Lizards can run in water



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Jesus, this is fast.
Jesus, this is fast. Pauline Jennings / Courtesy PolyPEDAL Lab, University of California, Berkeley

Lizards bathe with tiny drops, use the tails as optional legs and can change the grip of the feet as needed. They come in bright colors and make charismatic pets. And now we know that they can run in the water, Internal Science reports.

Ardian Jusufi, a biophysicist at the Max Planck Institute for Intelligent Systems in Germany, observed flat-headed geckos in a Singaporean rainforest when he noticed his ability to escape predators by running over puddles. Not through them, he noted, but "on the surface of the water," as Jusufi and his coauthors write in a Current biology study published yesterday. It was an impressive sight, but it was not until they performed laboratory experiments that the true extent of the lizards' aquatic prowess was revealed.

The researchers found that lizards could run at a speed of almost one meter per second. This is faster than ducks, minks, musk rats, marine iguanas and juvenile alligators can swim, write the researchers. Predators, in other words, can eat their chords.

Biomimesis, here I go.
Biomimesis, here I go. Dennis / CC BY-ND 2.0

But how do lizards do this? They are not the only species that can walk on water – the basilisk lizard is famous for it, the insects also called water striders – but the lizards do not do it the same way. They are not heavy enough to create enough strength just by tapping in water like the larger lizards, and they are too heavy to sit on the surface tension of water like an insect.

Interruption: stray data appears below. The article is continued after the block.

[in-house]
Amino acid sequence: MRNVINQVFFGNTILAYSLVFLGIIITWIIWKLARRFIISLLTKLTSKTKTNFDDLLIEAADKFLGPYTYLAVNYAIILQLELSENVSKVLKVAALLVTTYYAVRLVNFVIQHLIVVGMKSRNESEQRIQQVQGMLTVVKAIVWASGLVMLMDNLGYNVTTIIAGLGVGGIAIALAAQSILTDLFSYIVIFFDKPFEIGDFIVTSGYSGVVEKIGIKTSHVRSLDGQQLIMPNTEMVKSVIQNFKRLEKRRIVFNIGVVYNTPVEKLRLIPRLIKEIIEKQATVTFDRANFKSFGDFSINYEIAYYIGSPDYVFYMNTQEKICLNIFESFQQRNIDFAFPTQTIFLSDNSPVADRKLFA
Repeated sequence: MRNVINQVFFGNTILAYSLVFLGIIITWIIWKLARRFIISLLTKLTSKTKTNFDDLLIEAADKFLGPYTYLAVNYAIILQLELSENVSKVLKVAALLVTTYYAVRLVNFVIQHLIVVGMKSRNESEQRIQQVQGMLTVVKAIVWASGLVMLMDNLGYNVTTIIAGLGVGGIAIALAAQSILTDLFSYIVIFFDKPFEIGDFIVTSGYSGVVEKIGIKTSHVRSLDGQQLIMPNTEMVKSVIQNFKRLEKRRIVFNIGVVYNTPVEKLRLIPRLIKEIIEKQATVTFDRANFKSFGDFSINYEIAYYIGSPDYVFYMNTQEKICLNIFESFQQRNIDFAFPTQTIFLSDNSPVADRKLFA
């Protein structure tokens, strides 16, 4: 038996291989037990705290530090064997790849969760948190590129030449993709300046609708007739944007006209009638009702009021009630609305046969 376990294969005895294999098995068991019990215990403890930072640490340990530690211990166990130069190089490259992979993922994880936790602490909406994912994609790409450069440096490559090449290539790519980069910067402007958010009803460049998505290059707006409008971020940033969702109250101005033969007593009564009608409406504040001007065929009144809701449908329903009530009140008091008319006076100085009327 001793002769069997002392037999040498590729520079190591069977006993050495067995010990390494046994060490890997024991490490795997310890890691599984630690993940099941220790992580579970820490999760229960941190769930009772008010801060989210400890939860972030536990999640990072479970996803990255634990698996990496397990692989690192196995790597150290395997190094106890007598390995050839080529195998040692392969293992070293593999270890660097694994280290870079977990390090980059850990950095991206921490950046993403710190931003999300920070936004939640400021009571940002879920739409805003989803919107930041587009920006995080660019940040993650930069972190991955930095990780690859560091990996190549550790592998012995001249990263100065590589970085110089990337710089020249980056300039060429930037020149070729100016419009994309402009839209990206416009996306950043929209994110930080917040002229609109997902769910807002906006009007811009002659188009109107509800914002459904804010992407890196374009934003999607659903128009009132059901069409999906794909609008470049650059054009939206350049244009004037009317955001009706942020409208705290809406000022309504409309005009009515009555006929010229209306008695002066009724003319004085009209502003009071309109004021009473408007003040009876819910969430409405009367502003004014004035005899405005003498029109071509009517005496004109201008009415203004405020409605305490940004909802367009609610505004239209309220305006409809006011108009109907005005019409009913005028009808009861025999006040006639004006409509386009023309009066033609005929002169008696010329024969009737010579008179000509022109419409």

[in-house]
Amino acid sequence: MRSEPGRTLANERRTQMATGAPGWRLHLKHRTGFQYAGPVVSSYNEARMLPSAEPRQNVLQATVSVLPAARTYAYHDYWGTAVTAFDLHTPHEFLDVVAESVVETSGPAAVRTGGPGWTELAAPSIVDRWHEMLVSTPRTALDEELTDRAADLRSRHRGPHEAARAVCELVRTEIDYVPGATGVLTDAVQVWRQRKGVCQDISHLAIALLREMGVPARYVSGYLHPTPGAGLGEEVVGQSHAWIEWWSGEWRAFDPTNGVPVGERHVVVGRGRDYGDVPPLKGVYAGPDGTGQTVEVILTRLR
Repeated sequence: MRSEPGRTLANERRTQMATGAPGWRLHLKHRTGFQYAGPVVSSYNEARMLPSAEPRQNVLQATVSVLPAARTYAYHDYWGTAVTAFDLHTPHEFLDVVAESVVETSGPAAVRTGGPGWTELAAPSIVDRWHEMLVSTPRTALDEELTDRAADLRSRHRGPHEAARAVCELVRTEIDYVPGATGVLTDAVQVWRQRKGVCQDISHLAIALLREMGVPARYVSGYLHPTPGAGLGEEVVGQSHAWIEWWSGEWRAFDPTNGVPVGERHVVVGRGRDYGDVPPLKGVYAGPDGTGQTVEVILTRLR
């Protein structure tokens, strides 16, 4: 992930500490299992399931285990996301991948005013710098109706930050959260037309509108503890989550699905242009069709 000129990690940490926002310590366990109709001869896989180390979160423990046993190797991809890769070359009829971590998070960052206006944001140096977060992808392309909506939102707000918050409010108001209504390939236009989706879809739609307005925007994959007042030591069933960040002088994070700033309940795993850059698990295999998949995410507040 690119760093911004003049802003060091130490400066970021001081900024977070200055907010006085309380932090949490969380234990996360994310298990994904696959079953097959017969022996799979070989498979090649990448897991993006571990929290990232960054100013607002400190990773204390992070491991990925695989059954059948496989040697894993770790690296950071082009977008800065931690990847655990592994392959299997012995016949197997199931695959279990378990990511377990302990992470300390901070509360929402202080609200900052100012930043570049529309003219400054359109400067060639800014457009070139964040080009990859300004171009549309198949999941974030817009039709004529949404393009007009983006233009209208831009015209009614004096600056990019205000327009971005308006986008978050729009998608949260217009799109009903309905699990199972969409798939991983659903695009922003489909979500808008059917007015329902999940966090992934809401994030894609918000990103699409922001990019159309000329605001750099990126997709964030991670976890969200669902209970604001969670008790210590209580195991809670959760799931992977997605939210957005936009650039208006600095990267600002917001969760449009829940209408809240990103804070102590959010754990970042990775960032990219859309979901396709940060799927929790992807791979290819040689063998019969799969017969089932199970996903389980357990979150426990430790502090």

Experiments have shown that geckos combine four different techniques. First, they actually use surface tension. When the team added the surfactant to the water, the speed of the gecko was halved. Second, lizards also hit the water with all four legs, which creates air cavities like basilisks. Thirdly, they benefit from their water repellent skin. And finally, the geckos undulate their bodies – even their trunks and submerged tails – to propel themselves forward, a bit like a butterfly stroke.

There is more at stake in these findings than the ability of geckos to escape from predators. Co-author Robert J. Full of the University of California at Berkeley Internal Science that lizards can provide a model for robots that could "run and climb and run through the water" to conduct rescue missions.

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